#> Starting bmerge ...
#> bmerge done in 0.000s elapsed (0.000s cpu)
#> Constructing irows for '!byjoin || nqbyjoin' ... 0.000s elapsed (0.000s cpu)
#> Reordering 2 rows after bmerge done in ... forder.c received a vector type 'integer' length 2
#> 0 secs
#> iso3c country income
#> 1: ZMB Zambia LMIC
#> 2: ALB Albania UMIC

# Index mixed up by arrange
DT <- DT %>% arrange(iso3c) %>%

# this is wack because data.table possibly still uses the old index whereas row/references were rearranged:
DT[iso3c %in% codes,verbose=T]
#> Optimized subsetting with index 'iso3c'
#> forder.c received 2 rows and 1 columns
#> forder took 0 sec
#> x is already ordered by these columns, no need to call reorder
#> i.iso3c has same type (character) as x.iso3c. No coercion needed.
#> on= matches existing index, using index
#> Starting bmerge ...
#> bmerge done in 0.000s elapsed (0.000s cpu)
#> Constructing irows for '!byjoin || nqbyjoin' ... 0.000s elapsed (0.000s cpu)
#> iso3c country income
#> 1: ALB Albania UMIC

# this works because (...) prevents the parser to use auto-index
DT[(iso3c %in% codes)]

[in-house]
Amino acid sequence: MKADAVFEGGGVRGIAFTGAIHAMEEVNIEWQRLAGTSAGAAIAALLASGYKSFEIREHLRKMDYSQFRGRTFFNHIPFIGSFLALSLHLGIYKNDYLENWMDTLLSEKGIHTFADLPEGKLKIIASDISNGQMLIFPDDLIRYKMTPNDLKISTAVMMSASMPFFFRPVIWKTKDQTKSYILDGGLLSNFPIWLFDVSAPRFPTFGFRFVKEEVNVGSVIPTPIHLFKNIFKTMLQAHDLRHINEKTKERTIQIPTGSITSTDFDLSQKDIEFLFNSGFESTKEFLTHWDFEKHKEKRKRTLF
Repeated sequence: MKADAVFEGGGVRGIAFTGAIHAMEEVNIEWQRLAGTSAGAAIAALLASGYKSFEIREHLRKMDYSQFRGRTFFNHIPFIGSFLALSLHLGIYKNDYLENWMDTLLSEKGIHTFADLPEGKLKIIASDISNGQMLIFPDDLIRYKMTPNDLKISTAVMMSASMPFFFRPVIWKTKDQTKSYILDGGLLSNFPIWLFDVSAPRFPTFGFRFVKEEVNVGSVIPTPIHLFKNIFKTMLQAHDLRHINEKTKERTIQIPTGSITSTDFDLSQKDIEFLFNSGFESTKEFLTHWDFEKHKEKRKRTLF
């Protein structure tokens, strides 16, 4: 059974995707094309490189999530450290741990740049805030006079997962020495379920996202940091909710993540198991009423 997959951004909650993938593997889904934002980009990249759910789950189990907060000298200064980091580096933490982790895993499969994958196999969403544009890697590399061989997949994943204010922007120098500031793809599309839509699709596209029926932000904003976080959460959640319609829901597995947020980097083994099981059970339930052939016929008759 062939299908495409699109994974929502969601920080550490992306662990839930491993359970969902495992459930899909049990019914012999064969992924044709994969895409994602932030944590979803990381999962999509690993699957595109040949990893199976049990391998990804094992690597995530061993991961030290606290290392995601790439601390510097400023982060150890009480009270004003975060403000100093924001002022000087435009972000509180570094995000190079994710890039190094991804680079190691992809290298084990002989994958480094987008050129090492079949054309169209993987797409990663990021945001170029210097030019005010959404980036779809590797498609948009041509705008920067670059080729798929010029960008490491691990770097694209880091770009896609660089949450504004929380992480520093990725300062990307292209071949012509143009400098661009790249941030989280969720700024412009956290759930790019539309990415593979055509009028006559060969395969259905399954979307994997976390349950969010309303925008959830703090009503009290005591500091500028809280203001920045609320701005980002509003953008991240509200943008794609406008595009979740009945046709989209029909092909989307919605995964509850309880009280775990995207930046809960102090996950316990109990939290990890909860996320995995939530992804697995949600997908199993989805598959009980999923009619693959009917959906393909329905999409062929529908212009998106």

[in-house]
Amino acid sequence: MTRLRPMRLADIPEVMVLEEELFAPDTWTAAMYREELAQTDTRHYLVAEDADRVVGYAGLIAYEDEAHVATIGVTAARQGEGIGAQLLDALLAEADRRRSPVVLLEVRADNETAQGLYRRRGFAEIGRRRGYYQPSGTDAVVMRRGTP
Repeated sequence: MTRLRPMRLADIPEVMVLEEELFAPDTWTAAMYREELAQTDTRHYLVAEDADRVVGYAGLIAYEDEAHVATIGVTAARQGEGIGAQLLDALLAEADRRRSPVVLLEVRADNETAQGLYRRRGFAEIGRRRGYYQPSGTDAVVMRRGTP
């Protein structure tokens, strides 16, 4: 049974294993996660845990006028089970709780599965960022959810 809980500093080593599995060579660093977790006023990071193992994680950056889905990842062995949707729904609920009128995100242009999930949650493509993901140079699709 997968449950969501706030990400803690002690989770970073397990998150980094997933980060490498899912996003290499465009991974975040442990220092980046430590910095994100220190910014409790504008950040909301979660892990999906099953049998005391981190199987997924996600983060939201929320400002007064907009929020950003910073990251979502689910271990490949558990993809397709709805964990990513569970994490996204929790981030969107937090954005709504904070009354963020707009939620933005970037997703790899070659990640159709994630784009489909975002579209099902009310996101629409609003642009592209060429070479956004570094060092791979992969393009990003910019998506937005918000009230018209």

#> iso3c country income
#> 1: ALB Albania UMIC
#> 2: ZMB Zambia LMIC

To avoid this problem, you can disable auto-indexing:


DT <- fread(
"iso3c country income
MOZ Mozambique LIC
ALB Albania UMIC
MOZ Mozambique LIC
ALB Albania UMIC")
codes <- c("ALB", "ZMB")

options( = FALSE) # Disabled

DT <- distinct(DT) %>%

# No automatic index creation
DT[iso3c %in% codes,verbose=T]
#> iso3c country income
#> 1: ZMB Zambia LMIC
#> 2: ALB Albania UMIC

DT <- DT %>% arrange(iso3c) %>%

# This now works because auto-indexing is off:
DT[iso3c %in% codes,verbose=T]
#> iso3c country income
#> 1: ALB Albania UMIC
#> 2: ZMB Zambia LMIC

I reported this issue on data.table/issues/5042 and on dtplyr/issues/259 : integrated in 1.4.11 milestone.

data.table or dplyr - data manipulation

df %.%
arrange(Date) %.%
filter(!duplicated(Col1)) %.%
group_by(Date) %.%
summarise(Count=n()) %.% # n() <=> length(Date)
mutate(Count = cumsum(Count))
# Source: local data frame [3 x 2]
# Date Count
# 1 2014-01-01 3
# 2 2014-01-02 5
# 3 2014-01-03 6

dt <- data.table(df, key="Date")
dt <- unique(dt, by="Col1")
(dt <- dt[, list(Count=.N), by=Date][, Count:=cumsum(Count)])
# Date Count
# 1: 2014-01-01 3
# 2: 2014-01-02 5
# 3: 2014-01-03 6


dt <- data.table(df, key="Date")
dt <- unique(dt, by="Col1")
dt[, .N, by=Date][, Count:=cumsum(N)]

.N is named N (no dot) automatically for convenience in chained operations like this, so you can use both .N and N together in the next operation if need be.